School closures: You get what you elect

Elections have consequences, a reality that the parents, children and teachers of Waco ISD are confronting as that district continues to struggle with the consequences of deep cuts to the state’s public education budget.

Two years ago, McLennan County, in which Waco ISD is located, voted overwhelmingly to reelect Gov. Rick Perry. Area voters also elected Brian Birdwell to the Texas Senate, reelected veteran State Rep. Charles “Doc” Anderson to the Texas House and, for a second House seat, rejected a longtime incumbent with a strong propublic education record in favor of a newcomer, State Rep. Marva Beck.

Last year, Gov. Perry demanded deep cuts in public school funding, and Birdwell, Anderson and Beck agreed and voted for education cuts that ultimately totaled $5.4 billion. (Anderson didn’t vote for the final version of the budget, but he supported deep spending reductions for the public schools throughout the appropriations process.)

Now, this month, the budgetstrapped Waco school board is weighing a proposal to close four neighborhood elementary schools, shut down a successful high school academy and merge two middle schools and move them to the academy campus. If the plan is adopted, hundreds of school children will see their routines disrupted and face the prospect of morecrowded classes and an erosion of educational quality. And, who knows how many jobs for teachers and other school employees will be at stake.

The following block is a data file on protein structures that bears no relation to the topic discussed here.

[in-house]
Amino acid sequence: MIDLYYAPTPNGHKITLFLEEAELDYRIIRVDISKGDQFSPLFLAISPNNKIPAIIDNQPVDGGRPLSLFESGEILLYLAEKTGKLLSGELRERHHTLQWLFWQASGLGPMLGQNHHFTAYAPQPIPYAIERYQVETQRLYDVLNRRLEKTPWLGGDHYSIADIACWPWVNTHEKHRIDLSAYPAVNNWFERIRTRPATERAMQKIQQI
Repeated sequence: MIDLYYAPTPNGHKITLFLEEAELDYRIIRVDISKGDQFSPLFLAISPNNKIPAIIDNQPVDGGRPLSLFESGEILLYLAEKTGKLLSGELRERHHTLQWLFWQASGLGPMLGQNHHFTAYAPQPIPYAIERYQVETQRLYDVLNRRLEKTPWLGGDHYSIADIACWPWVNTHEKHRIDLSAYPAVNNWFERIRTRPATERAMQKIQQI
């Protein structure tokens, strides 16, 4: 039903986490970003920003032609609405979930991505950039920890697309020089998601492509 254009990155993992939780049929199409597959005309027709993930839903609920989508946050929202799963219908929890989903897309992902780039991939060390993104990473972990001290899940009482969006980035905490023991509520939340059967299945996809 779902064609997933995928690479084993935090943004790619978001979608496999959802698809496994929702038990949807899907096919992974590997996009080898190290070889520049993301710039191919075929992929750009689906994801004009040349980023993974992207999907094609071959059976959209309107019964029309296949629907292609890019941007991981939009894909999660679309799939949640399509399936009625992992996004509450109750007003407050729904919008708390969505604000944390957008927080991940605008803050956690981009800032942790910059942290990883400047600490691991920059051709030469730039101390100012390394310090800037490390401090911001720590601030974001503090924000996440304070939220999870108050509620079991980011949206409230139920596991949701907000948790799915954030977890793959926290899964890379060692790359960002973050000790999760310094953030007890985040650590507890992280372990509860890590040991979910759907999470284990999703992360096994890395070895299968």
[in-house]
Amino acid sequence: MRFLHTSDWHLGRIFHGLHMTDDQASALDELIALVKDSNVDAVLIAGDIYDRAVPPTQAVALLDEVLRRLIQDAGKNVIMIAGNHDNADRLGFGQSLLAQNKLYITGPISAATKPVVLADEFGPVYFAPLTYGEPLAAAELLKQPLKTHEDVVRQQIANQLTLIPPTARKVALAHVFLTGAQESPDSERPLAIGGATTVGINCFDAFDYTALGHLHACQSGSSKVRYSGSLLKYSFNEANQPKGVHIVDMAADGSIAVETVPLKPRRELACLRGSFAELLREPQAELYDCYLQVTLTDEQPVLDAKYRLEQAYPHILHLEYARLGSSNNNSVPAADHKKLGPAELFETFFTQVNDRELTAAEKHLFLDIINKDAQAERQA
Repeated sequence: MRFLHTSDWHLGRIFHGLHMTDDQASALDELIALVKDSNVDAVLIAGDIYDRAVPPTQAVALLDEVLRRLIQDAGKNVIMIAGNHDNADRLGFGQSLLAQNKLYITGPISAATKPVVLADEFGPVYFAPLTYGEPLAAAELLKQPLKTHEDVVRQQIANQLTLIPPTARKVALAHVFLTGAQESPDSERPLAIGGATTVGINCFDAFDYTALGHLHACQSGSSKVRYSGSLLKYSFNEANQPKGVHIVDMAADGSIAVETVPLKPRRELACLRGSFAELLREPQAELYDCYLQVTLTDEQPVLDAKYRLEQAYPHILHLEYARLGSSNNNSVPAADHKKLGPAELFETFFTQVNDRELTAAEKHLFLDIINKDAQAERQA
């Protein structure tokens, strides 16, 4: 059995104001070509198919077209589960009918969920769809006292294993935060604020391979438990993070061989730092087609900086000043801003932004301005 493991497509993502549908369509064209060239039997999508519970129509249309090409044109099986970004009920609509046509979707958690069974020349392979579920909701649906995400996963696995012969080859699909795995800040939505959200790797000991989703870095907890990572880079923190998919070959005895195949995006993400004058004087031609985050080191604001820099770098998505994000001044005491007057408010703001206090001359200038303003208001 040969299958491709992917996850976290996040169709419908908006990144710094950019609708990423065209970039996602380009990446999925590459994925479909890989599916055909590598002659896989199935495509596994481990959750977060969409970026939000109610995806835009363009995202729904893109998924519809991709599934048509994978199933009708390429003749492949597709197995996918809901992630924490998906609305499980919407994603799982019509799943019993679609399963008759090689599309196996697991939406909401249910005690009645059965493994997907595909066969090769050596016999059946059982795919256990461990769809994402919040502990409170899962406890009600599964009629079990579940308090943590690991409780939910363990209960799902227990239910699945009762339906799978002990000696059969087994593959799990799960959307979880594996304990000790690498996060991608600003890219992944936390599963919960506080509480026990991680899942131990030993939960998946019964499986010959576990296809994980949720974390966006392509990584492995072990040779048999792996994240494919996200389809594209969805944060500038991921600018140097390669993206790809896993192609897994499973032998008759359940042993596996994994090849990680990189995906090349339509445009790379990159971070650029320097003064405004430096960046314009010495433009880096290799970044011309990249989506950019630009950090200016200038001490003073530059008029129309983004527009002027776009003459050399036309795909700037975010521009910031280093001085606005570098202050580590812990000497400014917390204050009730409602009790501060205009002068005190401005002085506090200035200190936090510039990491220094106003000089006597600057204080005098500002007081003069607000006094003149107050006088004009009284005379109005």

All this could have been avoided if the governor, the three Waco lawmakers and other members of the legislative majority had fulfilled their constitutional duty to adequately fund the public schools. Instead, they chose to bow to antigovernment ideologues, even to the point of leaving more than $7 billion of taxpayers’ money unspent in the Rainy Day Fund. There it still sits, and the fund is growing, as Waco and other school districts throughout the state prepare for another round of spending reductions in the 201213 school year.

TSTA challenges the teachers, parents and other taxpayers in Waco to sign our petition, urging the governor to call the Legislature into special session now and spend $2.5 billion of the Rainy Day Fund to save neighborhood schools by restoring the education cuts for 201213. Demand that Birdwell, Anderson and Beck as well as members of the Waco school board sign it.

There will be legislative elections this year, offering a chance for Waco voters who value their public schools to demand more accountability from the people they send to Austin. But there is enough money in the Rainy Day Fund to stop the cuts – and the school bleeding now.

Click on this link to sign the petition:


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